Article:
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It’s so hard when you lose someone close to you and Jane was just 53 when she died. The counselling service provided by the Hospice has armed me with many ways of coming to terms with my feelings.
Jane had been treated for breast cancer over a ten year period and she was referred to Hospice in the Weald when she was diagnosed with aggressive endometrial cancer. At first, we both had counselling separately. I knew that there was a high likelihood she was going to die of the disease, I just didn’t know how soon, and I really wanted to make the best of the time we had left together. I found it difficult to talk to Jane about my innermost fears for the future but I knew I needed to speak to someone.
First of all, I met a counsellor who talked to me about my situation and what I hoped to get out of counselling so I could be matched up with the most suitable counsellor. She was so good to talk to that I was almost hoping it would be her and I was quite surprised when I actually met the person proposed who was nothing like what I expected. My counsellor and I are, in fact, very different people – but she has turned out to be the perfect fit.
People might have the idea that a counsellor is just there to comfort you but that’s not entirely true. My counsellor is not afraid to ask those difficult questions that make me think about what I am feeling and why. It’s not about making you feel instantly better, it’s about the journey of coming to terms with how you are feeling and becoming more self-aware.
A few months before she died, Jane and I decided to have joint counselling. We both felt it was important to sort out a few things in our relationship and the few sessions we had were really helpful. Since Jane’s death, I have continued with the counselling. The grief of losing a life partner is so hard to deal with and to have someone to share those confused feelings with is invaluable.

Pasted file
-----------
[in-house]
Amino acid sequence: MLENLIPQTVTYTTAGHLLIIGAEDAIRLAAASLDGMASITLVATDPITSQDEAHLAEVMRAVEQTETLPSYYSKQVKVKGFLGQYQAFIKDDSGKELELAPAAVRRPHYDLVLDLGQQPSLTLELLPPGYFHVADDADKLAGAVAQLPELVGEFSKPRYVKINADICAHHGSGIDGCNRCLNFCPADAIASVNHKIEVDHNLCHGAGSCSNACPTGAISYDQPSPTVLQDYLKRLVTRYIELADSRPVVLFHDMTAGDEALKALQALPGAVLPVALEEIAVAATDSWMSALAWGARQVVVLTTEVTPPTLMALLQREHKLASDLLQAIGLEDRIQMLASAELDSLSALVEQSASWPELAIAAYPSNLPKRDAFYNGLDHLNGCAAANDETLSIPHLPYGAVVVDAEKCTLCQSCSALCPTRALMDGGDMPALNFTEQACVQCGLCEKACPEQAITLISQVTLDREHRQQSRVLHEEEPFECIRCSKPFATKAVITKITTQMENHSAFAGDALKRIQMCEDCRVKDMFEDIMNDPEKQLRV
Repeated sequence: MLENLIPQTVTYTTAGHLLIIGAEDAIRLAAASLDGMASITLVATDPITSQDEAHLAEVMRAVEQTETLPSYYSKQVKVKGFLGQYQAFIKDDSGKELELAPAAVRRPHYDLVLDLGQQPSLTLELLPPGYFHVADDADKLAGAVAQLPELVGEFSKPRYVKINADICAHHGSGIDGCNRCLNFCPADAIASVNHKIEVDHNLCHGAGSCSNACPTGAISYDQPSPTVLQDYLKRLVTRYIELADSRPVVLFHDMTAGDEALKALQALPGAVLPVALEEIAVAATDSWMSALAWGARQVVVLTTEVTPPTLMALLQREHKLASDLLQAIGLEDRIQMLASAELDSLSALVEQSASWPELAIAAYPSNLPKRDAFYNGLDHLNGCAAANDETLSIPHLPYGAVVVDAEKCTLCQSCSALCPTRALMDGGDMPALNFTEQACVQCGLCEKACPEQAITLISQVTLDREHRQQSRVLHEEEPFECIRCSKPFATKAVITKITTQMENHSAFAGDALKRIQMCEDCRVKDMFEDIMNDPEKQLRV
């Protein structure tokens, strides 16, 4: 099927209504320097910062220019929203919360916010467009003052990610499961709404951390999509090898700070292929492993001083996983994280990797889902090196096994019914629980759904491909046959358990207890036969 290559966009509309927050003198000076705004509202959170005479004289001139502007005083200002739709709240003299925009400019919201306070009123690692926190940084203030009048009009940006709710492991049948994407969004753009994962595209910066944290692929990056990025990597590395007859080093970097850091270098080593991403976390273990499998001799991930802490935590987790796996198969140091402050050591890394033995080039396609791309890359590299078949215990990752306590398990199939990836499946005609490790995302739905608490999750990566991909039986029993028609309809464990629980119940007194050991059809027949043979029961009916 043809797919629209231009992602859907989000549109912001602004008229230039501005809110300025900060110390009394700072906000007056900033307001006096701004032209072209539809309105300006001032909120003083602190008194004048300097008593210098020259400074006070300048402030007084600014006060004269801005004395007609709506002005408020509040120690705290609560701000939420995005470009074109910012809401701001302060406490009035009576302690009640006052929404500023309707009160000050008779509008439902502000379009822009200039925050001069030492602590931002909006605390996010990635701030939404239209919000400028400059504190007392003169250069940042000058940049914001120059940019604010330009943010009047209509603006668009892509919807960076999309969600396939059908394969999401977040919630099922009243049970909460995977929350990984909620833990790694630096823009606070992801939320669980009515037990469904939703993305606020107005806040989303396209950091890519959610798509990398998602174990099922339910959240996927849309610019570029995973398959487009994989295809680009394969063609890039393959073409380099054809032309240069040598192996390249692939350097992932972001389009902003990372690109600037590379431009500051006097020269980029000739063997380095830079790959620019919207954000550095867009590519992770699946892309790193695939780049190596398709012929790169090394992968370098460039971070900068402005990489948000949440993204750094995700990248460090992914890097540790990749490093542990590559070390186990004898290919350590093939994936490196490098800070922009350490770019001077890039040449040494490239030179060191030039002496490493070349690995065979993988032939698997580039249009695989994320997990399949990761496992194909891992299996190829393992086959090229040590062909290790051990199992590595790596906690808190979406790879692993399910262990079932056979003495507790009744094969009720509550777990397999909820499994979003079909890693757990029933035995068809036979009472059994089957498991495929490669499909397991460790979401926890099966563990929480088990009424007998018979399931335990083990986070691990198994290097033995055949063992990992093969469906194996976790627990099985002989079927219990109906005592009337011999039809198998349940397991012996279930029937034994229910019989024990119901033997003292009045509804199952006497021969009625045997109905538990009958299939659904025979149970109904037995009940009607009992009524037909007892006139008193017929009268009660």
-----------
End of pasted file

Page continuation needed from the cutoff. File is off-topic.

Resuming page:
Counselling has been great for me, I think of it as an MOT for my head. You can talk openly about things in a way you can’t with your friends or family. I have not been able to bring myself to sort out Jane’s things or sell her car and in counselling, I found it easy to talk about that without being judged.
To be honest I often find myself in tears and people can feel uncomfortable seeing a grown man cry but a counsellor can handle it. I find it’s a safe place in which I can let go without trying to be strong and there’s not many places you can make yourself so vulnerable, particularly if you are ‘bloke’. Counselling has been that place for me.
After I see my counsellor, if I can I like to go off somewhere quiet, get a coffee and think about what we have discussed. To have someone say that the mixed up emotions you are feeling are normal and there is no right or wrong way to handle them is very uplifting. Personally I don’t think it’s so much about getting over my loss, I think the pain will always be there, but I hope that I’ll find a way of accommodating it which allows me to carry on and live the best life I can. I’m on a journey, it’s not straightforward, and, for me, counselling has been an invaluable way of keeping me moving. I would wholeheartedly recommend it to others.”
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